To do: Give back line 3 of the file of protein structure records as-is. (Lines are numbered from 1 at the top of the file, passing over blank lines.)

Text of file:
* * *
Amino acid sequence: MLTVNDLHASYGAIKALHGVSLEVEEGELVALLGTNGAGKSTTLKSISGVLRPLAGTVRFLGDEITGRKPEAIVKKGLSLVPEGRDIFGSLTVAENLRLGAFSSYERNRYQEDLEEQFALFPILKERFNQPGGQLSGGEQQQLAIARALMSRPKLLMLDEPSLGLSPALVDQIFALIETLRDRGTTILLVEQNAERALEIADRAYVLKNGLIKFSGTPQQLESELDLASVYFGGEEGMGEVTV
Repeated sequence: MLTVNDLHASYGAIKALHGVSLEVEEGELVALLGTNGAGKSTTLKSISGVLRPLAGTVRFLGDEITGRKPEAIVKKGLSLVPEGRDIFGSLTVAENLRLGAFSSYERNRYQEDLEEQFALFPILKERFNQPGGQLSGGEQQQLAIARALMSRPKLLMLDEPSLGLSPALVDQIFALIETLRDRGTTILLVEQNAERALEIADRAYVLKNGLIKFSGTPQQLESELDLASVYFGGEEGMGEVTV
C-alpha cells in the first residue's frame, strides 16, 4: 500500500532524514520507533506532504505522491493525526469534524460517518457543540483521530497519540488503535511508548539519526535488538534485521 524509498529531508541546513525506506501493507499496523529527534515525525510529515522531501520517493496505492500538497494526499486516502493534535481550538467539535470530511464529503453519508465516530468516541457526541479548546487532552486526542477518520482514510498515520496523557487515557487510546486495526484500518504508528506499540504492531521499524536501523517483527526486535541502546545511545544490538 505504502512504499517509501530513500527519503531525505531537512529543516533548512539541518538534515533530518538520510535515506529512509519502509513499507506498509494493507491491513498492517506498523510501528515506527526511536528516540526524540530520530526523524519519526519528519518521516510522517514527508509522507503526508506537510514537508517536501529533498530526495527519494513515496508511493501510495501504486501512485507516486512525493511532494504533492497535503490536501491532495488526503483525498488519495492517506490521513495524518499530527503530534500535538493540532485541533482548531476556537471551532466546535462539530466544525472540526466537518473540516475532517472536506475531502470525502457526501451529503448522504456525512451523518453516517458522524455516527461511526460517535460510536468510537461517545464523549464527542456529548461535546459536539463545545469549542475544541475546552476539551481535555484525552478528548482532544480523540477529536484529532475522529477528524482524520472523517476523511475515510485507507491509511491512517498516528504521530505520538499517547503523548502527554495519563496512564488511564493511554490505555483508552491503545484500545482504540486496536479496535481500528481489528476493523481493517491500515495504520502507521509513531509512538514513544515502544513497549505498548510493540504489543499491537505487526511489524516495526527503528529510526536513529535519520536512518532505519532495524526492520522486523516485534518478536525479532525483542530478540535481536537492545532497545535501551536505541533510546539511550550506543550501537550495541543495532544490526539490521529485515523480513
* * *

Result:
C-alpha cells in the first residue's frame, strides 16, 4: 500500500532524514520507533506532504505522491493525526469534524460517518457543540483521530497519540488503535511508548539519526535488538534485521 524509498529531508541546513525506506501493507499496523529527534515525525510529515522531501520517493496505492500538497494526499486516502493534535481550538467539535470530511464529503453519508465516530468516541457526541479548546487532552486526542477518520482514510498515520496523557487515557487510546486495526484500518504508528506499540504492531521499524536501523517483527526486535541502546545511545544490538 505504502512504499517509501530513500527519503531525505531537512529543516533548512539541518538534515533530518538520510535515506529512509519502509513499507506498509494493507491491513498492517506498523510501528515506527526511536528516540526524540530520530526523524519519526519528519518521516510522517514527508509522507503526508506537510514537508517536501529533498530526495527519494513515496508511493501510495501504486501512485507516486512525493511532494504533492497535503490536501491532495488526503483525498488519495492517506490521513495524518499530527503530534500535538493540532485541533482548531476556537471551532466546535462539530466544525472540526466537518473540516475532517472536506475531502470525502457526501451529503448522504456525512451523518453516517458522524455516527461511526460517535460510536468510537461517545464523549464527542456529548461535546459536539463545545469549542475544541475546552476539551481535555484525552478528548482532544480523540477529536484529532475522529477528524482524520472523517476523511475515510485507507491509511491512517498516528504521530505520538499517547503523548502527554495519563496512564488511564493511554490505555483508552491503545484500545482504540486496536479496535481500528481489528476493523481493517491500515495504520502507521509513531509512538514513544515502544513497549505498548510493540504489543499491537505487526511489524516495526527503528529510526536513529535519520536512518532505519532495524526492520522486523516485534518478536525479532525483542530478540535481536537492545532497545535501551536505541533510546539511550550506543550501537550495541543495532544490526539490521529485515523480513